Column: Bruins’ Stanley Cup push complicated by Zdeno Chara and Matt Grzelcyk injuries
Crunch time has arrived for the Boston Bruins, who have been on the receiving end of enough hits from the St. Louis Blues to have blue note logos imprinted all over their aching bodies. The Stanley Cup Final is tied at two games each, but the Bruins appear to lead in the most unfortunate of categories: significant injuries.
As the Bruins prepared for Game 5 on Thursday night at TD Garden, they didn’t know whether defensemen Zdeno Chara and Matt Grzelcyk will be able to play. Chara, the towering veteran who reportedly suffered a broken jaw Monday when he was struck in the face by a shot that deflected off his own stick, didn’t practice Wednesday. Grzelcyk, so skillful in moving the puck up ice in transition, hasn’t played since he sustained a concussion in Game 2 on a hit that got Blues center Oskar Sundqvist suspended for one game. Grzelcyk wore a noncontact jersey during practice Wednesday and remains in concussion protocol. He hasn’t been cleared to play, though it’s possible he will get clearance Thursday morning.
“That’s probably the best I can give you right now,” Bruins coach Bruce Cassidy said Wednesday. “Obviously Zee’s not here, didn’t skate, so it makes it a little more difficult for him. I’ve always said that the guys that are skating are obviously a little closer.”
If both Chara and Grzelcyk are out, Cassidy will face a dilemma. Defense prospect Urho Vaakanainen practiced with the Bruins on Wednesday but Cassidy, one of the most articulate members of the NHL coaching ranks, acknowledged it’s a longshot that he’d choose to push the 20-year-old Finn into making a massive leap now. “That would be a big ask. A real big ask,” Cassidy said. “But if that’s the way we’ve got to go, then that’s the ask we’re going to make.… Earlier in the playoffs maybe it would be a little bit different for a guy to get acclimated, but we’re so far along now it would be difficult. You’re almost to the point where maybe you just ask guys to play more.”
Chara, 42, is a leader even though he’s no longer as fearsome as he used to be. “One guy doesn’t make a team, but he’s a big part of this team, he’s a huge part of this team. And you always want him in your lineup, on any given night, if possible,” center Charlie Coyle said of the Bruins’ captain. “We have guys that can step up and fill roles. Everyone takes on a little more responsibility. Whatever the case is, we adjust to it. That’s what you do at this time of year — fight through adversity, no matter what it is. Things happen. It’s how you adjust and pull together.”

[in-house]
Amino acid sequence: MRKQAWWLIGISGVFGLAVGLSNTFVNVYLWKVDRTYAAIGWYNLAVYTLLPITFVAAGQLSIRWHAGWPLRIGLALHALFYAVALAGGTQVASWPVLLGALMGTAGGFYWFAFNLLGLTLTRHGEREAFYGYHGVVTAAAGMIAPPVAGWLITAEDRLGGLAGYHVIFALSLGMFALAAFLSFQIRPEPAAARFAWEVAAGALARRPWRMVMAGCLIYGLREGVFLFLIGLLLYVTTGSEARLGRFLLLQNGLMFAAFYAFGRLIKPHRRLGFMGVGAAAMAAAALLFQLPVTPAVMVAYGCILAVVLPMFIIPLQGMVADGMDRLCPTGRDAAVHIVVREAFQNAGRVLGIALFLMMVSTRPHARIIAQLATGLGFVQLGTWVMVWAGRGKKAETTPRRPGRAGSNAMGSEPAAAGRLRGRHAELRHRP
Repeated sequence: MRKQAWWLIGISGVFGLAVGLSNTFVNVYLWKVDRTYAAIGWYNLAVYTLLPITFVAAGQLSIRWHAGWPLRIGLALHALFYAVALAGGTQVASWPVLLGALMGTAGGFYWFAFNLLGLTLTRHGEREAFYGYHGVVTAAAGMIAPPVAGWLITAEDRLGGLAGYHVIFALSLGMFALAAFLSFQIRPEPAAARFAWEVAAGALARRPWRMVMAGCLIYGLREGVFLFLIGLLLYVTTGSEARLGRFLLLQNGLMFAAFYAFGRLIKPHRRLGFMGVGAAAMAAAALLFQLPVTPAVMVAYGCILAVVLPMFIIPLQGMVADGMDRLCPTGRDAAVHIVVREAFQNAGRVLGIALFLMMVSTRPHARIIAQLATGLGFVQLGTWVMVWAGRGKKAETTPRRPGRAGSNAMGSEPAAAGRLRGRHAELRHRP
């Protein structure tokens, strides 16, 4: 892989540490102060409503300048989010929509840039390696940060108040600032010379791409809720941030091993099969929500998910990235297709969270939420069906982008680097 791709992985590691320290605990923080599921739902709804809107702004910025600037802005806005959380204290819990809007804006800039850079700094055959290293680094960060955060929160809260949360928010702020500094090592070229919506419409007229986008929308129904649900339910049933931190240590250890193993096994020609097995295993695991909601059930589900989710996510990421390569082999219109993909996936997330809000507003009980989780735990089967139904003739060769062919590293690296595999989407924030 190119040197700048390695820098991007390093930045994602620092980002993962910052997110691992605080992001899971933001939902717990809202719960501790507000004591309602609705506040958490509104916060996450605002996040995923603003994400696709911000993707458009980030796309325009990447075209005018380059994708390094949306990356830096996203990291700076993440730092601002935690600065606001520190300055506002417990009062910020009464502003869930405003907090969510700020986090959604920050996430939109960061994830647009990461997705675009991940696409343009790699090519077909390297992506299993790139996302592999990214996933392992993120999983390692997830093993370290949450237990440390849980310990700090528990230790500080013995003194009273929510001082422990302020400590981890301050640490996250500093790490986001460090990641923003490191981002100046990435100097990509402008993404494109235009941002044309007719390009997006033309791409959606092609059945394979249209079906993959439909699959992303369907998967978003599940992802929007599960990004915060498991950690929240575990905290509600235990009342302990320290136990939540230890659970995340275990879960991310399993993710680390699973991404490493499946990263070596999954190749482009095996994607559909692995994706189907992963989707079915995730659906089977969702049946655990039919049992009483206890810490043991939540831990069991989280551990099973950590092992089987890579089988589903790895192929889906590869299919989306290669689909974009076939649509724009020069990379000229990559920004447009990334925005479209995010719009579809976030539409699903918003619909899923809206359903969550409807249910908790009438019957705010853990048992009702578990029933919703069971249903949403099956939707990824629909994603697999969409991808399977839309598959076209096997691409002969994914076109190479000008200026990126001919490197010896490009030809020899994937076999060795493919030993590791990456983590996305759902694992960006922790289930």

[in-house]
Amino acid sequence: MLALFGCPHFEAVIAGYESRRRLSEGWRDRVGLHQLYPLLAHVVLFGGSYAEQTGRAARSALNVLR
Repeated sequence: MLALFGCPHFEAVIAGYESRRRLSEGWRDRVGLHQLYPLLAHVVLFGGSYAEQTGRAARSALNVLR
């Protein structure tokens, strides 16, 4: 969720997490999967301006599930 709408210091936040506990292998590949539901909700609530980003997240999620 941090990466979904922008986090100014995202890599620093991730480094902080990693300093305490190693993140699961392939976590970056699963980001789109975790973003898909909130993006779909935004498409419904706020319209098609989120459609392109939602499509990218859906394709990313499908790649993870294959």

The Blues also plan a change on defense but by choice, not necessity. Struggling defenseman Joel Edmundson will be replaced by Robert Bortuzzo, who was paired with Vince Dunn on Wednesday. Dunn was a catalyst in the Blues’ series-tying 4-2 victory on Tuesday, contributing an assist and quick puck movement. “We’ve used everybody. That’s what you need to do in the playoffs,” Blues coach Craig Berube said.
They’ve made the most of their depth. “It’s been like that all year,” defenseman Alex Pietrangelo said. “We’ve had injuries and guys have filled in. I was hurt for a while, guys filled in. Even throughout games we’re changing partners and whatnot. That’s how effective our group is. That’s just the chemistry that we have. You can see we do the same thing up front. When you’ve got guys who can read off each other and have good chemistry, you can do that.”
The Blues have noticed the damage they’ve inflicted against the Bruins and plan to continue feeding them a steady diet of bruising hits Thursday. “I think we can see it throughout games and throughout the series,” Pietrangelo said. “It’s tough minutes to play. Nothing specific to look for but you can just see the momentum that we create, line changes in the offensive zone when we’re using all four lines.”
Center Brayden Schenn has played a key role by averaging more than four hits per game in the Final after averaging 1.5 hits per game during the season. “We feel when we’re physical that’s our best hockey and we can’t get away from it, even later on the series,” the former Kings first-round draft pick said. “We’ve got to continue to try and wear them down, play our game, and hopefully that turns into success.”
In both the physical sense and the sense of being pushed to the brink of elimination, Thursday looms as crunch time for the Bruins.
Follow Helene Elliott on Twitter @helenenothelen
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